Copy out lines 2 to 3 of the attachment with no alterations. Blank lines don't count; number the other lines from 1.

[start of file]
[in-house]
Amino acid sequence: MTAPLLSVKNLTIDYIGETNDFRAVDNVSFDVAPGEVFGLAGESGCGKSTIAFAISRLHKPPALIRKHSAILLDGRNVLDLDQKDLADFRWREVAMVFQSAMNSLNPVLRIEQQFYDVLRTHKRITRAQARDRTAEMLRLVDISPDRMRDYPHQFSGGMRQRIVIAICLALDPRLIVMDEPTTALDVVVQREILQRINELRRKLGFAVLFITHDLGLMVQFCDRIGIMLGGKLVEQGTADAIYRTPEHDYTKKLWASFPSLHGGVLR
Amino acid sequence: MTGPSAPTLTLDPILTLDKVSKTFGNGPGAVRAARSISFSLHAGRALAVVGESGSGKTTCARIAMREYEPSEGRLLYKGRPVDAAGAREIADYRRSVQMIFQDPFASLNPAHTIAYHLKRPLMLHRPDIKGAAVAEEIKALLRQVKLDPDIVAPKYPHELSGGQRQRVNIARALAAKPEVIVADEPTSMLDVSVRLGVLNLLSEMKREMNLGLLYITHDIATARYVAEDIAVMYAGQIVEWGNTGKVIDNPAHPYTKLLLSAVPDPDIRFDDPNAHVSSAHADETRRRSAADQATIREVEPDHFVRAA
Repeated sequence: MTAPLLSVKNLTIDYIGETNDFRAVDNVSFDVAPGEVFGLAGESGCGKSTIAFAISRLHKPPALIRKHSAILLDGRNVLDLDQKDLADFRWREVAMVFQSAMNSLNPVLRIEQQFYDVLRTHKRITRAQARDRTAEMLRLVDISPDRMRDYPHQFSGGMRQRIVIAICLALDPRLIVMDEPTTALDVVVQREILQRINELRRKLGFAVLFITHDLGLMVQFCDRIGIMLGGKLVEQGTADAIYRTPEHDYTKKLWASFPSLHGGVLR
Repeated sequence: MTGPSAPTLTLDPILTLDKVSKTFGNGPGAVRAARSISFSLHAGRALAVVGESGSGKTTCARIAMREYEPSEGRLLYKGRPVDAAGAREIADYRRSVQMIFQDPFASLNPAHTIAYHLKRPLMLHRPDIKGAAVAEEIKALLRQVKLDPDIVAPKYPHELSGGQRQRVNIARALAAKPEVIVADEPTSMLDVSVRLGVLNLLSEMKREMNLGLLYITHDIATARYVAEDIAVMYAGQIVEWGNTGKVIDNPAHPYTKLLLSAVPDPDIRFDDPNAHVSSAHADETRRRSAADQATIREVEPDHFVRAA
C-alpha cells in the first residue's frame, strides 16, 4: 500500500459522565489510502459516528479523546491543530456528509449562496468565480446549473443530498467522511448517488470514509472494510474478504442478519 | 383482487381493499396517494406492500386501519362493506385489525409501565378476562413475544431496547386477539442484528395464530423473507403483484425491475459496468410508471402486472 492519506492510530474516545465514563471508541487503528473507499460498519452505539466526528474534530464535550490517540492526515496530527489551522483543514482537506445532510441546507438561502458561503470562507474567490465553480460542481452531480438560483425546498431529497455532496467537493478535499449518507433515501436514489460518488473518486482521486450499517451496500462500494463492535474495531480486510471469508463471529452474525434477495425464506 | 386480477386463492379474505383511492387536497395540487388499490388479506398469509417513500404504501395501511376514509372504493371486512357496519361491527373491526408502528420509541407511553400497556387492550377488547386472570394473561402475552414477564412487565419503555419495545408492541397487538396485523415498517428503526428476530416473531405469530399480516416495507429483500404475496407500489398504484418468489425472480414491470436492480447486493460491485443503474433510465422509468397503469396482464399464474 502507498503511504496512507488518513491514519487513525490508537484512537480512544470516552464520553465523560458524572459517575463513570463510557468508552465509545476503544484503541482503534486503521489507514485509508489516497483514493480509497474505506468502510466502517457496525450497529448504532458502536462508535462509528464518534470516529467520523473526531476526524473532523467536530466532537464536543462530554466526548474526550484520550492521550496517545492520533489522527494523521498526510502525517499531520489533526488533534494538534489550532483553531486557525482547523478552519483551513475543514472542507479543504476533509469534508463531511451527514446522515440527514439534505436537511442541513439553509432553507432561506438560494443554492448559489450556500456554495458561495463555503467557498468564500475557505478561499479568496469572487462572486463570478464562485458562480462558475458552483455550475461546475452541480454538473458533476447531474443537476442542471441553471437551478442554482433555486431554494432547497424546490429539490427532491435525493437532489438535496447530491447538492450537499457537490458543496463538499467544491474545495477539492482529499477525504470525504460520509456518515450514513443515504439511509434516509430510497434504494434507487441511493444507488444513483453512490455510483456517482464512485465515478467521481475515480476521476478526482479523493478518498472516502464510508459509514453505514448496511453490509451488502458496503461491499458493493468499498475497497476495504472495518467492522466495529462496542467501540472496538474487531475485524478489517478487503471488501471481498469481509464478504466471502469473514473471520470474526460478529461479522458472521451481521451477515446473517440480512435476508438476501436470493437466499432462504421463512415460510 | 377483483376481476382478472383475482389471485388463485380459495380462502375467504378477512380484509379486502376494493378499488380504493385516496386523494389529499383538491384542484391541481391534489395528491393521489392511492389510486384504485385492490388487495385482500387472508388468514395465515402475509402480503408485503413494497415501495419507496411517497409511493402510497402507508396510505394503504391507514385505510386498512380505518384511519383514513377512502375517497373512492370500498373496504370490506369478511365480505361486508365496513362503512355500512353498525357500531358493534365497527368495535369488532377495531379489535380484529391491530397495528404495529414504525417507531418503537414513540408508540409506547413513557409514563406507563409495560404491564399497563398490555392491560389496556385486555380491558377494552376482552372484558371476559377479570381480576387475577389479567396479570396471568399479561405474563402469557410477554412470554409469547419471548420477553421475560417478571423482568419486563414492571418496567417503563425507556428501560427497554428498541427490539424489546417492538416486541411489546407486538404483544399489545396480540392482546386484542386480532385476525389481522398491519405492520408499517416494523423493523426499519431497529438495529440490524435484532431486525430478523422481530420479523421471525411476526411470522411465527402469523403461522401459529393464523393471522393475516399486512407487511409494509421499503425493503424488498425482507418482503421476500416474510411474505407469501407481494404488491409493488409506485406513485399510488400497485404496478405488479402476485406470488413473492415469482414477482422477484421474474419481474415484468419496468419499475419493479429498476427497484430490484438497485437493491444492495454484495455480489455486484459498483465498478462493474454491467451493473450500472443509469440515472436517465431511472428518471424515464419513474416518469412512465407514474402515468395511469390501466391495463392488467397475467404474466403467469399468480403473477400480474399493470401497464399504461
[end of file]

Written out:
Amino acid sequence: MTAPLLSVKNLTIDYIGETNDFRAVDNVSFDVAPGEVFGLAGESGCGKSTIAFAISRLHKPPALIRKHSAILLDGRNVLDLDQKDLADFRWREVAMVFQSAMNSLNPVLRIEQQFYDVLRTHKRITRAQARDRTAEMLRLVDISPDRMRDYPHQFSGGMRQRIVIAICLALDPRLIVMDEPTTALDVVVQREILQRINELRRKLGFAVLFITHDLGLMVQFCDRIGIMLGGKLVEQGTADAIYRTPEHDYTKKLWASFPSLHGGVLR
Amino acid sequence: MTGPSAPTLTLDPILTLDKVSKTFGNGPGAVRAARSISFSLHAGRALAVVGESGSGKTTCARIAMREYEPSEGRLLYKGRPVDAAGAREIADYRRSVQMIFQDPFASLNPAHTIAYHLKRPLMLHRPDIKGAAVAEEIKALLRQVKLDPDIVAPKYPHELSGGQRQRVNIARALAAKPEVIVADEPTSMLDVSVRLGVLNLLSEMKREMNLGLLYITHDIATARYVAEDIAVMYAGQIVEWGNTGKVIDNPAHPYTKLLLSAVPDPDIRFDDPNAHVSSAHADETRRRSAADQATIREVEPDHFVRAA